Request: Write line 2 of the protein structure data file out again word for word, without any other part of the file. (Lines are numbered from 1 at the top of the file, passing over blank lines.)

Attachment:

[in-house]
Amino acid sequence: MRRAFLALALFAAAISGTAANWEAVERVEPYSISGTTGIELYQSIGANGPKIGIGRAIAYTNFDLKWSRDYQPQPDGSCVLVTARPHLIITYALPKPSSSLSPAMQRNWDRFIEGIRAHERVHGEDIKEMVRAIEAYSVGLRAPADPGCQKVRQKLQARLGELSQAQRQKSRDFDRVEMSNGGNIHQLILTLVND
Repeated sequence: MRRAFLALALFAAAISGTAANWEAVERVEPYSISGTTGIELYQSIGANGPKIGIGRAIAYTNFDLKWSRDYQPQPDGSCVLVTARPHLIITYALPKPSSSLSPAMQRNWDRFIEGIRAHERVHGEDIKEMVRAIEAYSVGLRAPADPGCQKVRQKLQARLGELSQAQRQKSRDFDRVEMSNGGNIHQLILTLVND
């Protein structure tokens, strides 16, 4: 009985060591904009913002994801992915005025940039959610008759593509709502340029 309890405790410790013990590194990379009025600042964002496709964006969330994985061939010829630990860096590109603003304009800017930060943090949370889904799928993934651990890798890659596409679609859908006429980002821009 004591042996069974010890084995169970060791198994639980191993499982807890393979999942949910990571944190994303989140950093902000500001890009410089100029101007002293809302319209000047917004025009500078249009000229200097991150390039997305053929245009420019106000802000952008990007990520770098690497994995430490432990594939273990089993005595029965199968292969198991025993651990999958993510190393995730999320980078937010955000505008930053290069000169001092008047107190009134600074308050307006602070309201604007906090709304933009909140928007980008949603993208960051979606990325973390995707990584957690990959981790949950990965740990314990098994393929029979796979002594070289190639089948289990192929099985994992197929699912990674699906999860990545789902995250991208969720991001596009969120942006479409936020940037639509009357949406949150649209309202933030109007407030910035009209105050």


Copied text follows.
Amino acid sequence: MRRAFLALALFAAAISGTAANWEAVERVEPYSISGTTGIELYQSIGANGPKIGIGRAIAYTNFDLKWSRDYQPQPDGSCVLVTARPHLIITYALPKPSSSLSPAMQRNWDRFIEGIRAHERVHGEDIKEMVRAIEAYSVGLRAPADPGCQKVRQKLQARLGELSQAQRQKSRDFDRVEMSNGGNIHQLILTLVND